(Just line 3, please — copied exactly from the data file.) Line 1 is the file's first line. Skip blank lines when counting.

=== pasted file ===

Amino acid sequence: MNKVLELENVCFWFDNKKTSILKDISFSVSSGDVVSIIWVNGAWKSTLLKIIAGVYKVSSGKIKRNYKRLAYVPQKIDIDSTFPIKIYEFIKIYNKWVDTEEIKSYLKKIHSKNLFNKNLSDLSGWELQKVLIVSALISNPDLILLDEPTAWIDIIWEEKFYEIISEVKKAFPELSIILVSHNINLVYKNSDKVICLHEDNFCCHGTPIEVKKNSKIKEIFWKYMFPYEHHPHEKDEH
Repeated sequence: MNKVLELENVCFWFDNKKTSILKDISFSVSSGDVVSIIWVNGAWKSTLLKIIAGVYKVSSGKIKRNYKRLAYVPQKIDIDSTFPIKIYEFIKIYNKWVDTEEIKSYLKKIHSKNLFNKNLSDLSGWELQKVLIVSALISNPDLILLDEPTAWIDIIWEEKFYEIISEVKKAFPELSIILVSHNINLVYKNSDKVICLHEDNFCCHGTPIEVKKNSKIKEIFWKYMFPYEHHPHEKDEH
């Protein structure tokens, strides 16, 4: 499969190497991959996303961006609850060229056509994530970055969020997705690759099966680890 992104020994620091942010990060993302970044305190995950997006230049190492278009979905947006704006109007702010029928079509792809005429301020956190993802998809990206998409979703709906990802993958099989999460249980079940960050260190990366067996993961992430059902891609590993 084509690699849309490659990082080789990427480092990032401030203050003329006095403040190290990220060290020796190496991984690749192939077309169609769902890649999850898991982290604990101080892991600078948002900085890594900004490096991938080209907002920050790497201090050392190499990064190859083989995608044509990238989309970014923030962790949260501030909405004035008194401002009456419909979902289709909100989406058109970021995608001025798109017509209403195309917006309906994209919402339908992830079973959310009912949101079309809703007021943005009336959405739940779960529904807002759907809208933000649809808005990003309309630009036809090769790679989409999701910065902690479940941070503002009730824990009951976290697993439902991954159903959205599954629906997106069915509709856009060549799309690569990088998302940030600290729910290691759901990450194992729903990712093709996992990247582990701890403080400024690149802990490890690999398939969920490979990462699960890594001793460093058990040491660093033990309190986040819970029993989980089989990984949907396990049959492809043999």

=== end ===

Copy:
């Protein structure tokens, strides 16, 4: 499969190497991959996303961006609850060229056509994530970055969020997705690759099966680890 992104020994620091942010990060993302970044305190995950997006230049190492278009979905947006704006109007702010029928079509792809005429301020956190993802998809990206998409979703709906990802993958099989999460249980079940960050260190990366067996993961992430059902891609590993 084509690699849309490659990082080789990427480092990032401030203050003329006095403040190290990220060290020796190496991984690749192939077309169609769902890649999850898991982290604990101080892991600078948002900085890594900004490096991938080209907002920050790497201090050392190499990064190859083989995608044509990238989309970014923030962790949260501030909405004035008194401002009456419909979902289709909100989406058109970021995608001025798109017509209403195309917006309906994209919402339908992830079973959310009912949101079309809703007021943005009336959405739940779960529904807002759907809208933000649809808005990003309309630009036809090769790679989409999701910065902690479940941070503002009730824990009951976290697993439902991954159903959205599954629906997106069915509709856009060549799309690569990088998302940030600290729910290691759901990450194992729903990712093709996992990247582990701890403080400024690149802990490890690999398939969920490979990462699960890594001793460093058990040491660093033990309190986040819970029993989980089989990984949907396990049959492809043999």